Itís remarkable that, despite two very different designs and on-paper performance metrics, both Intel and AMD have created a flagship that can be so nip and tuck in determining the lead in different applications. But letís start by comparing the 13th Gen. to its predecessor.
In almost all respects the new Core i9-13900K and i5-13600K pull out a resounding lead over their 12th Gen. counterparts. Whether it be single-threaded or multi-threaded performance, the 13th Gen. CPUs either leap ahead or wipe the floor with last yearís offering, and would clearly utterly dominate AMDís own Ryzen 5000-series (non-X3D) were that todayís competition. If we were just talking generational improvement the 13th Gen would get an A* and go to the top of the class.
The close proximity of the Ryzen 9 7950X in almost all the test, sometimes besting the i9 and other times ceding a little ground to it,
Some aspects of the platform however remain a little more controversial, chiefly power draw and heat generation. The i9-13900K system practically guzzles 400 Watts when going full-bore with a heavy synthetic CPU load, and isnít particularly restrained at idle as it is the most thirsty of those its arrayed against. The i5-13600K is similarly unrestrained, and significantly more demanding than its 12th Gen adversary under load. Thatís reflective of benchmark results, but may give pause to ITX system owners and those restricted in PSU power output.
Furthermore, if youíre pairing any of the latest CPUs with NVIDIAís new gargantuan GeForce RTX 4090 we advise that you overspec your PSU significantly beyond the 850W minimum advised by the green team.
Temperatures similarly are high across the board for each of the new CPUs. Weíre not hitting Raptor Lakeís 100C TJMax at this point but both processors are pushing the limits hard. While this is a safe operating temperature, investing a little more into your cooling solution (both CPU cooler and case) may yield dividends if you can push the processor into a higher dynamic boost band.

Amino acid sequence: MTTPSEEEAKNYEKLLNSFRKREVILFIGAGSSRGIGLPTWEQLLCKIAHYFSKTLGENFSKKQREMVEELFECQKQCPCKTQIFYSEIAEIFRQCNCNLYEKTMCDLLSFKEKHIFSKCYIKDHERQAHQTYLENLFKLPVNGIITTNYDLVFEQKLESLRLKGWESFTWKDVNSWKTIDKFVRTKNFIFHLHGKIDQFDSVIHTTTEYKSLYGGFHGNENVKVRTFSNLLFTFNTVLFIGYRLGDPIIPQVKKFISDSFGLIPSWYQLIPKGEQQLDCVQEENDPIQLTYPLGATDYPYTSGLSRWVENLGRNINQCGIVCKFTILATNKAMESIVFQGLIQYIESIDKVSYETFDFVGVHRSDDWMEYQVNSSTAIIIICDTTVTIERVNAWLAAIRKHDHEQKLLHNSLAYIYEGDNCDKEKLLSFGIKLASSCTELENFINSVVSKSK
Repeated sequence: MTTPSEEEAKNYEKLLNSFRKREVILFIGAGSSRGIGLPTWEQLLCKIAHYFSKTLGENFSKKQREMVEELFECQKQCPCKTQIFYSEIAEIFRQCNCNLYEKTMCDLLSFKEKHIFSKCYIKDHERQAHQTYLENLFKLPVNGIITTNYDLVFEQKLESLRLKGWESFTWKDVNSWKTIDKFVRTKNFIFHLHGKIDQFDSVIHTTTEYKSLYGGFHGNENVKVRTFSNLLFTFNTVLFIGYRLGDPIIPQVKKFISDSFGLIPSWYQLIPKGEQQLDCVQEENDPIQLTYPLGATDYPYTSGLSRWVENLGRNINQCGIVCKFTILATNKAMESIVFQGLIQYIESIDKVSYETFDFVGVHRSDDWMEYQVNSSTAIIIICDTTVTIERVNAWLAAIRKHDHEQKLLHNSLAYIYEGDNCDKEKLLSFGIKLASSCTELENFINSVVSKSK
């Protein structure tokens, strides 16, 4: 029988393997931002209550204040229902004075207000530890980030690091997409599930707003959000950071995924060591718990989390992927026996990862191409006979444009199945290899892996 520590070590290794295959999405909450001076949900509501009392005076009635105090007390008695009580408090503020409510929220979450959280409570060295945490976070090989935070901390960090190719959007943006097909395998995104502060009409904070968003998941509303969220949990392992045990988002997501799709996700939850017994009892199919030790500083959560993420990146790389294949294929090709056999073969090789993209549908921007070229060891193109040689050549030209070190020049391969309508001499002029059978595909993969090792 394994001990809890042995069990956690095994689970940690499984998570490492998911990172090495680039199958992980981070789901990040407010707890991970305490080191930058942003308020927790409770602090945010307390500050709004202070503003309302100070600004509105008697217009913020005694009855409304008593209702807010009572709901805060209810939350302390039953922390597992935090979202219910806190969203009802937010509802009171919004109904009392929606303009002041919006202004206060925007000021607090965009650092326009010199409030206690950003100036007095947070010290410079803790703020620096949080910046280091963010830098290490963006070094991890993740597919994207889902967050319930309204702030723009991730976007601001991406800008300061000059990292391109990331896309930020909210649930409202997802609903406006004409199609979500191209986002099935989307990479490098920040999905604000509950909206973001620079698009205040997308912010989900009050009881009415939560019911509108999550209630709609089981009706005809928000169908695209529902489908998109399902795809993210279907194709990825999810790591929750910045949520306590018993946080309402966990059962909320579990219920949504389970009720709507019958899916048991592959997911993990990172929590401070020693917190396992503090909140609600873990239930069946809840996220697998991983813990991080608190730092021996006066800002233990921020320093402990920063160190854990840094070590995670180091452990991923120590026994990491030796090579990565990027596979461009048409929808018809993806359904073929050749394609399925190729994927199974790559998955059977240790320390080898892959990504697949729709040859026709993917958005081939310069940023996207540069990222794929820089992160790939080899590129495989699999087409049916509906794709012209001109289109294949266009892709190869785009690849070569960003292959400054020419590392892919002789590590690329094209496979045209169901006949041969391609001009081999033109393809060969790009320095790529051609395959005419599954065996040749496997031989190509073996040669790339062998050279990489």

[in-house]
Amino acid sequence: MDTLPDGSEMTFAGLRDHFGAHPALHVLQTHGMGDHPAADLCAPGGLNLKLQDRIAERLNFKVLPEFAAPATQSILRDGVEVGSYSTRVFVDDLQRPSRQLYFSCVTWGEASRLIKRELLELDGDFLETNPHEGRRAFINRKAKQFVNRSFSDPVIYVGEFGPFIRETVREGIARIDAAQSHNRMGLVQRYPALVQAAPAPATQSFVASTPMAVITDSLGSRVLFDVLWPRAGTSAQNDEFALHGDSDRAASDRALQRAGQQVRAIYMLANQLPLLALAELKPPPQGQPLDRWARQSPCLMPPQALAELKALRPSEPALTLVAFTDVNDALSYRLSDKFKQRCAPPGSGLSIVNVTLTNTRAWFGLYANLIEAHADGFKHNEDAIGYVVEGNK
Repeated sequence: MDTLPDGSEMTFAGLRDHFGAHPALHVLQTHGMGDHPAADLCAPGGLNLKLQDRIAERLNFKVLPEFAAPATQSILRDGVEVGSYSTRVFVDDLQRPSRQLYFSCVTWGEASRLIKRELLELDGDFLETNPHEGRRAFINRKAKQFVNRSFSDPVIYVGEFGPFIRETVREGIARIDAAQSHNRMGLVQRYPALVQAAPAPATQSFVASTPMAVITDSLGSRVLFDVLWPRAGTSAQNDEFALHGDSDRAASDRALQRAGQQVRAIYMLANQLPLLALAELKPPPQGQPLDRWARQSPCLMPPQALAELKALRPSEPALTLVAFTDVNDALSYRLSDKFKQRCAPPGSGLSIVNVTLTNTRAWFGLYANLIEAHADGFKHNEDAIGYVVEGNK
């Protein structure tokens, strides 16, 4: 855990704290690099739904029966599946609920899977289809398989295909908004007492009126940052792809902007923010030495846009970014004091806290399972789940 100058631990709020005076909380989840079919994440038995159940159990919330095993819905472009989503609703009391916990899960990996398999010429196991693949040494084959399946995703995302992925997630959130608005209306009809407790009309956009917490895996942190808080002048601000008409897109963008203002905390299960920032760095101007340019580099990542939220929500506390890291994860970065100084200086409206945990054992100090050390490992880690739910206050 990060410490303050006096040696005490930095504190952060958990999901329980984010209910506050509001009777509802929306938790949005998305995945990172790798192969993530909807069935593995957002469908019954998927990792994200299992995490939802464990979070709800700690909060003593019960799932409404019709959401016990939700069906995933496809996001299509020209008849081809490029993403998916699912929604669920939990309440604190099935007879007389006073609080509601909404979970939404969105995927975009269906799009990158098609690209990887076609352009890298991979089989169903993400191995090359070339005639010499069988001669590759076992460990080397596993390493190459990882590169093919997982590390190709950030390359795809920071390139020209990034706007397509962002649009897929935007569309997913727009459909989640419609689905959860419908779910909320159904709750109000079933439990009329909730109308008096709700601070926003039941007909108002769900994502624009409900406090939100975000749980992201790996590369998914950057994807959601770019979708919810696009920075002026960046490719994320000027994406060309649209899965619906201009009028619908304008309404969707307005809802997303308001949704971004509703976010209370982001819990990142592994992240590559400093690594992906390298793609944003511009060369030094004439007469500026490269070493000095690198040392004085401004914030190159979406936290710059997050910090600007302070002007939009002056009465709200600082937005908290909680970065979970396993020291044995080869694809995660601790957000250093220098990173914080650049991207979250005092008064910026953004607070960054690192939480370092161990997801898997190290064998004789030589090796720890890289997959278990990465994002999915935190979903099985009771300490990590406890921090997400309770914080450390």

In this respect Intel are able to take advantage of a design oversight in the Ryzen 7000-series that has left it with a thicker IHS than it strictly needs, which in turn meaningfully slows the rate of heat transfer to the CPU coolerís coldplate. Itís something of an own-goal from AMD that is currently being discussed in professional overclocking circles, leading to debates over lapping and delidding the red teamís new flagship for optimal performance. But thatís not really a concern for most users, even those at the enthusiast price tier.
Weíd also love to see the impact of undervolting all of these new processors. Their performance is outstanding even compared to the landscape just a few years ago and itís debatable that software demands have as-yet caught up. Itís not unfeasible that undervolting would lead to significantly less power consumption (and heat generation) with little or no impact on the end-user experience.
So with performance results so tight, how can we split the two flagships? Perhaps the biggest aspect is totalís platform adoption costs. Thereís no beating around the bush here, AMDís X670 motherboards are expensive and you have no option but to opt for DDR5 memory, whereas Intelís option are a little bit more broad and encompass lower price tiers. Intelís is also the more mature chipset and processor architecture, and so users may expect fewer teething problems investing in Raptor Lake over Zen 4. On the other hand Intel are expected to refresh their socket again in the next generation, whereas AM5 should be around for a couple more Ryzen generations yet (with X670 this being forwards-compatible to future processors). Itís all very muddy.
The argument is far more clear-cut for Intelís Core i5-13600K. Power draw and thermals aside, this is an astounding CPU for the mid-tier predominantly gaming user, and can be paired with an affordable B660 or low-end Z690 and DDR4 RAM from the get-to. Thatís a significant benefit over AMDís competitor given that their B650 boards are at least £50 more expensive and only compatible with DDR5 memory; if Intel released an official B660/B670 board with overclocking support itís difficult to see how AMD could compete. Furthermore, at only £20 more than the already very tempting 12600K, the 13600K makes the older chip almost entirely obsolete at a stroke.
So to conclude, Intelís Core i9-13900K offers exceptional performance for gamers and prosumer content creators at a premium price while demanding high performance cooling and ample power delivery. Itís a solution that is unlikely to disappoint as it more than matches AMDís best in a host of practical applications. The Core i5-13600K meanwhile is a gamers dream, with leading performance in its tier and a host of configuration options that can allow potential owners the opportunity to flaunt or protect their wallet in a way that the competition cannot offer.
Thirteen is a number that is unlucky for some, but it may be AMD who receives a dose of bad fortune with this round of releases. Intelís flagship performance is brutal with a large generational improvement, and savvy gamers in need of an upgrade would do well to take a long look at the options presented by Intelís mid-tier powerhouse. Just donít skimp on cooling and PSU or the 13th generation might live up to its name.
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